I have read a number of the submissions made to the Joint Committee of Public Accounts and Audit, and I want to make a number of references to some of those submissions. As I have said, I live very close to Melbourne airport. Melbourne airport is a very important airport for the nation—it is obviously one of the biggest. I think there are about 157,000 aircraft movements and in excess of 16 million domestic and international passengers handled each year within a single terminal complex in Melbourne airport. So it is a very significant airport. I therefore took the opportunity to read the submission made by the Australia Pacific Airports Corporation, the owner and operator of Australia's second major airport, Melbourne. They have some interesting things to say about what to do in this important area. They have made it very clear that the government have to be the regulator of this process. The reason for that is that they are the only ones who have the intelligence sources to make the necessary risk assessments, which are the foundation of any aviation policy. From the outset, I think that is a very significant point which should be properly acknowledged—and, indeed, is acknowledged by this bill. There are questions about costs and who is to pay. They are issues that, I think, have not been entirely resolved.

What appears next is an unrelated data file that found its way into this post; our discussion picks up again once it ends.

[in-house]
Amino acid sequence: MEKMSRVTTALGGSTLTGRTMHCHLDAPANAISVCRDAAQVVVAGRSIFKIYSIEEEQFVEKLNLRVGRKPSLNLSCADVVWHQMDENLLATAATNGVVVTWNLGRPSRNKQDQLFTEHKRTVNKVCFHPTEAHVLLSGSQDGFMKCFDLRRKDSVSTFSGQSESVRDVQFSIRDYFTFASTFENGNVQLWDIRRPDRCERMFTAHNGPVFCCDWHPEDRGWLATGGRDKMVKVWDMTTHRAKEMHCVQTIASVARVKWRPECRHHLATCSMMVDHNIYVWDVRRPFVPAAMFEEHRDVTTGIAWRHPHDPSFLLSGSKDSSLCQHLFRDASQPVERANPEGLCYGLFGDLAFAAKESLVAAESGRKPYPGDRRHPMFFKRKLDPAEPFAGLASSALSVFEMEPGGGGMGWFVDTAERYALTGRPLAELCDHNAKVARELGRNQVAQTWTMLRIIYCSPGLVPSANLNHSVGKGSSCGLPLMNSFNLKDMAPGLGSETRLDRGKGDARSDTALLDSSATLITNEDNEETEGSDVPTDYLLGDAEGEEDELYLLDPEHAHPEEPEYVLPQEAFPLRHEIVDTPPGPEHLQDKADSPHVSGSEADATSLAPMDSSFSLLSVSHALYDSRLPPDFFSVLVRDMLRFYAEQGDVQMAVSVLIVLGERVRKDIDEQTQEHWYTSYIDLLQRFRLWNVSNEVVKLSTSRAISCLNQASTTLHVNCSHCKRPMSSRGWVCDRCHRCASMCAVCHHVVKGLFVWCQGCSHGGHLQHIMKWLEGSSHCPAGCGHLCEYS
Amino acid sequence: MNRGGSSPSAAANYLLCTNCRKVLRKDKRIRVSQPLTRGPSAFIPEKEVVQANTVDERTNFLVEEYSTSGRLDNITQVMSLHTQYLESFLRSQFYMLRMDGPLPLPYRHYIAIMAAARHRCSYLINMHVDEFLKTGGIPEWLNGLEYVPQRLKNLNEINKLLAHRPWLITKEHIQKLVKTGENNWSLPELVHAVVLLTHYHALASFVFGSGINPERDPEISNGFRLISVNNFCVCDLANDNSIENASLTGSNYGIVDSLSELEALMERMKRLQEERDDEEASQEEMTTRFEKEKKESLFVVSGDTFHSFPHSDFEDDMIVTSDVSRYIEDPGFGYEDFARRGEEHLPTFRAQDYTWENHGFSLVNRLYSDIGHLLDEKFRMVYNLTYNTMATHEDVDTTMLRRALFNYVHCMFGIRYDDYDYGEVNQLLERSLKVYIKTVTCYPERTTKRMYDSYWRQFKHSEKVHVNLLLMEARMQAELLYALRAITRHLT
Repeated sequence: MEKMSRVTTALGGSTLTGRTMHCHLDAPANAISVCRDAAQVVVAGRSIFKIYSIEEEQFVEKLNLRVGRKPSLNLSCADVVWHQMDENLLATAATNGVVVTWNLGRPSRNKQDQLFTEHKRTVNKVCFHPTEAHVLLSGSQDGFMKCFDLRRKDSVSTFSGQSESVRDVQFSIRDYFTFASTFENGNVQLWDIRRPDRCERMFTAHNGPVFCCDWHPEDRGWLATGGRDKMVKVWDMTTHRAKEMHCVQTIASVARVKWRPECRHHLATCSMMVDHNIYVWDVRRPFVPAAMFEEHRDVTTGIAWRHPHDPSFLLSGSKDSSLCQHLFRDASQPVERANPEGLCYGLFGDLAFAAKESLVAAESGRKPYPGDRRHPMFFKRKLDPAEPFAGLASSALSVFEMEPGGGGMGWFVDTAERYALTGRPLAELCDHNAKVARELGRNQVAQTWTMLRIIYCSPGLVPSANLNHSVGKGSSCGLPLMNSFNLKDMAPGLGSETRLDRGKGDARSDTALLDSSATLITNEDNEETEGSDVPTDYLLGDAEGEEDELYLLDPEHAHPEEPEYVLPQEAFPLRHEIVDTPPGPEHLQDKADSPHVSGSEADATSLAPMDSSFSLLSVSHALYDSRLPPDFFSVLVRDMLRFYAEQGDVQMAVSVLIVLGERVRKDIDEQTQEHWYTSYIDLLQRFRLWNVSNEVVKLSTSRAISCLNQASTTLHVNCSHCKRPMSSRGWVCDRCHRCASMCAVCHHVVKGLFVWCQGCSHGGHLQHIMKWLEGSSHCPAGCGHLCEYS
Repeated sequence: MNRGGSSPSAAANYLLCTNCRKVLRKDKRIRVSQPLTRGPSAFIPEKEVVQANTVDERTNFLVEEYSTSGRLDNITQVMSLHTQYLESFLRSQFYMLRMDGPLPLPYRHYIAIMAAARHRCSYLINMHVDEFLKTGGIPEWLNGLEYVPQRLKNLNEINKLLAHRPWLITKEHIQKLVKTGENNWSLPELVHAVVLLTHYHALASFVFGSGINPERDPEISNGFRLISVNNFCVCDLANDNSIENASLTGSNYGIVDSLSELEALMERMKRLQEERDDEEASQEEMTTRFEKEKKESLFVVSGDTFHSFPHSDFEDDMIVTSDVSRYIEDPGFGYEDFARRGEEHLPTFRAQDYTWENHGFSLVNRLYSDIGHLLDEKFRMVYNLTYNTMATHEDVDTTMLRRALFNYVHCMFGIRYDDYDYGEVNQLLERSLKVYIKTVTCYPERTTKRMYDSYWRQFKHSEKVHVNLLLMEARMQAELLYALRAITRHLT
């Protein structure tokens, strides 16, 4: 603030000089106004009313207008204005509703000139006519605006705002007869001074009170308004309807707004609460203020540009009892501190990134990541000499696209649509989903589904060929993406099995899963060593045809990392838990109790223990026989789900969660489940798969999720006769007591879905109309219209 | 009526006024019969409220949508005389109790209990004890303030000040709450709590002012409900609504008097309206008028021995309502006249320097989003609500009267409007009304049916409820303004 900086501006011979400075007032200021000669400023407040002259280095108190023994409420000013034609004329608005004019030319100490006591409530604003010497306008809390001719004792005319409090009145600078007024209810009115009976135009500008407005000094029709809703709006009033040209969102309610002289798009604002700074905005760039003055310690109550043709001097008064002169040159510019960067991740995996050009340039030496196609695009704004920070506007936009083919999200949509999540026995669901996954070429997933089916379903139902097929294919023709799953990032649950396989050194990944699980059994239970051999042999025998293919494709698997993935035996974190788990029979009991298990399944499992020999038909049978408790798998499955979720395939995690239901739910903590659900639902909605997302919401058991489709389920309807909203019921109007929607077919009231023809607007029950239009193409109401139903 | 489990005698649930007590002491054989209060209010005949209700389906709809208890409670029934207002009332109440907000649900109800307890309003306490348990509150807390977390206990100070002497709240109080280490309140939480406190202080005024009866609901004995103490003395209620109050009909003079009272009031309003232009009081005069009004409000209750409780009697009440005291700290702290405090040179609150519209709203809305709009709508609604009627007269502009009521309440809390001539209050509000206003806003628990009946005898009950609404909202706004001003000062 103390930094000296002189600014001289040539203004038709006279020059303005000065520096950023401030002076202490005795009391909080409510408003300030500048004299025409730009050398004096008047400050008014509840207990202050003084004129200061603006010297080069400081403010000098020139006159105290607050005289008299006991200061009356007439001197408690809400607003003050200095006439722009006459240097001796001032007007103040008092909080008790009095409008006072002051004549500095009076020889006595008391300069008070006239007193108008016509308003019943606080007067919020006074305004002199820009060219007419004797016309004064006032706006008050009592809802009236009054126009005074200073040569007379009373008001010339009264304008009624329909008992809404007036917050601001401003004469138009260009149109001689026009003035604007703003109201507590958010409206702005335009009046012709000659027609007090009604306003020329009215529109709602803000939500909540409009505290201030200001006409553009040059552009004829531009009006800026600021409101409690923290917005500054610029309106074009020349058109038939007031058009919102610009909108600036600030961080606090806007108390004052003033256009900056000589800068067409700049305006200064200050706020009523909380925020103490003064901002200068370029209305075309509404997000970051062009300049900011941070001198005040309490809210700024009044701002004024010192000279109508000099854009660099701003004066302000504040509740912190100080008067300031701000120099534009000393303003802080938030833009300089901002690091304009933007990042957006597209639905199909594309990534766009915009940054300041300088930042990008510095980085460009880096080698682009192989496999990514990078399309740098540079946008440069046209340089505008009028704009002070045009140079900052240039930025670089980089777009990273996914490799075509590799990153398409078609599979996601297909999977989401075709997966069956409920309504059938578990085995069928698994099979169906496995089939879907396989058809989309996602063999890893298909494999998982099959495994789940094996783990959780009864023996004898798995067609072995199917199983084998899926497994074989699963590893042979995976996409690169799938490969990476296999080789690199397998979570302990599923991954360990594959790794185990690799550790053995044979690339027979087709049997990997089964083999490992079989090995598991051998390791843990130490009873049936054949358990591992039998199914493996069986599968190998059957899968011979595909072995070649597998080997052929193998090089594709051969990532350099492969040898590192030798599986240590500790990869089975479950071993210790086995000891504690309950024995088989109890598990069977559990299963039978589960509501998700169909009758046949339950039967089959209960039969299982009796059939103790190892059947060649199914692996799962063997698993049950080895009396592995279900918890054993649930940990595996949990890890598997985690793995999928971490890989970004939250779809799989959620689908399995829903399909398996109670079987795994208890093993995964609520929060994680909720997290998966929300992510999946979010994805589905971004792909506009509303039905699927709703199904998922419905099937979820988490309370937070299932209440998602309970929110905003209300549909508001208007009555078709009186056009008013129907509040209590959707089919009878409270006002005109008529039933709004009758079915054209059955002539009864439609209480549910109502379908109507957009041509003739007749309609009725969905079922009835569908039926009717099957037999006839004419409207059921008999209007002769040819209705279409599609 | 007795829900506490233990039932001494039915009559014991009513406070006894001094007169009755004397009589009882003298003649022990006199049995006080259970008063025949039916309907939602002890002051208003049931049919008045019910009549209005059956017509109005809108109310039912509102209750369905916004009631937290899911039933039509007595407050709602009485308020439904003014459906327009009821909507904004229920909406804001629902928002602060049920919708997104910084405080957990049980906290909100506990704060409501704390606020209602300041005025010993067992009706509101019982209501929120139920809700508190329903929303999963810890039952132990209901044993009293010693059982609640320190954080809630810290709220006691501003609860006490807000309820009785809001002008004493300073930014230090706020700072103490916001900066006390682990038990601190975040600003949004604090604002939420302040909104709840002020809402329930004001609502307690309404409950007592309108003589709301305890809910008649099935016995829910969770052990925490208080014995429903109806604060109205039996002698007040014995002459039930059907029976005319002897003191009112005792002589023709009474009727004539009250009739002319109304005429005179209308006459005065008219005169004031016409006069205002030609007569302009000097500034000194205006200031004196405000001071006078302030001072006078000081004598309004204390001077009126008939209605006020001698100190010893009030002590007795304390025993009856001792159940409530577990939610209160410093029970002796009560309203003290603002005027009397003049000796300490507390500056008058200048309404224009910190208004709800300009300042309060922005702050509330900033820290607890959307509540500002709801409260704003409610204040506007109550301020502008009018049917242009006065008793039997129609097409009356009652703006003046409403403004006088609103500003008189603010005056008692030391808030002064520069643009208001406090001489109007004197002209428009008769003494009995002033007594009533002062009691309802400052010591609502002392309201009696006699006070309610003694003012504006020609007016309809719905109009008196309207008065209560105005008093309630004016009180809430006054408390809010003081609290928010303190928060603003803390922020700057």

I turn now to the substantive parts of the bill. The member for Batman indicated that he had concerns with a number of elements of the bill. For example, he raised a concern that the whole terminology had changed—the aviation industry lexicon, if you like—in the bill. He was concerned that that was not a very clever move given the fact that terms such as `sterile area' and others are well understood and known within the industry. However, he did not think it possible—and I defer to him in relation to that—to amend the bill to change that deficiency. I think the government should certainly consider that problem in this bill. Further to that, I note that the government were considering whether to use a demerit points system. I understand now that the bill has introduced a specific power to introduce a demerit points system for penalising breaches of aviation security but will not actually have it applied. In effect that means that, while the government want to retain the power to introduce the system, they are not going to write regulations to commence that section at this stage. Clearly the level of industry opposition has caused the government to rethink their original position. I think, therefore, the government have been sensitive to the concerns of the industry. The opposition concurs with the government in relation to that matter.